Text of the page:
Look to the missionaries sent out. Today they take time to know the culture and the people around them. They go out not as preachers pounding a pulpit, not as people asking about the Four Spiritual Laws, but as representatives of Jesus, sitting and eating and living with the people they minister to. Bringing medical aid, food, assistance to escape poverty, clean water, and the good news of Jesus. They take time to live, to know, to grow with the people they are ministering too.
That is all. And that is easier to do just outside your front door than it ever would be in a foreign nation. All you need to do is spend time with people. Get to know people. Live with people. Love people. And the rest will follow.
Back in 1999 I spent a summer in Hungary and Ukraine teaching English (and also acting and square dancing, long story). It was there that I felt the call into ministry. I came back home and talked with my grandmother about it. I respected her wise (and sometimes wise-cracking) wisdom. One afternoon I sat in the back of her store, telling her about my time in Hungary and Ukraine. After I told her my desire to go out into the world to tell about Jesus she looked at me and said “By garsh, Josh … you don’t need to go to some other country to do that. There are more people out our back door in need of Jesus than out there.”
That stuck with me. I was to be a missionary here, not there.
If you are a follower of Jesus, you are called to be a missionary. The Great Commission does not say to go and throw money at the issue. It does not say to sit back and pay someone else to do it. The emphasis isn’t on “go” it is on “make.” We are to make disciples here, where you’re at.
So make disciples. The mission field isn’t out there, it is here. It is at your front door. You enter into each day. Be that missionary you are called to be.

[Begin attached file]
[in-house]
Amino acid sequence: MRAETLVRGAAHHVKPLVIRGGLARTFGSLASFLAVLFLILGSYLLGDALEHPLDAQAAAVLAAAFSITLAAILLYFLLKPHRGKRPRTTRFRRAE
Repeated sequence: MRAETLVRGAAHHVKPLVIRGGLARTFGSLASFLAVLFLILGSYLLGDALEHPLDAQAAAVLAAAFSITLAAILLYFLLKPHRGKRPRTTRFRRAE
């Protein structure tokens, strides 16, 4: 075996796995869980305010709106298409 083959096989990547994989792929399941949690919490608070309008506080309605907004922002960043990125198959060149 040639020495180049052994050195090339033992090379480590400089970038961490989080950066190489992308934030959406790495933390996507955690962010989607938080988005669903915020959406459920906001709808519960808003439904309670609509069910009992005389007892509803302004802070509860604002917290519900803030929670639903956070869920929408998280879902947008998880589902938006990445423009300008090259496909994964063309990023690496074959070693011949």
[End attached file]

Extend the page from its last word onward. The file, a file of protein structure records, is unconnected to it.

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I agree one hundred percent that the mission field is all around us and that we are to invite people into the kingdom - and live in a winsome way that draws them in. That is what Salaam Project is all about. But CR World Missions has survived for 125 years because people were also willing to give of their hard earned income and many have heard the Gospel because of it. So I would say yes, reach out to your neighbor locally, but if you feel called to support your missionaries through prayer and finances - go for it. Thanks for blogging.
Thanks for your comment. I totally agree with supporting missionaries at home and abroad, especially now that they must do a lot more fundraising. The problem is that there are many who are more complacent to just give to missionaries than be one as well thinking they've met their responsibility which they are called to. Missionaries need our support and I gladly give to their work wherever I can both in money and in time. I think the word used now is "glocal"--be both globally and locally focused in missions. Hmmm... that might be my next blog post.
I am not a Greek scholar - but I once heard a pastor say that "Go and make disciples... would be better translated, "as you are going, make disciples ... " That makes sense to me, it's every Christian's calling.
Bonnie, you are correct in that translation of the verb "to go" in Matthew 28:19. It's a participle that more describes how you are to make disciples rather than just going. It's a lifestyle rather than a sometime thing.
Great points! For some of us, its too bad we were not encouraged nor taught how to do that from the time we were children. Never too late to start.
Great observation. All to often we place the emphasis on the verb GO. Indeed the important point is to MAKE. Of course we do not make disciples by ourselves. That would certainly scare us. But we must be in the world and constantly ready to share the hope that is within us.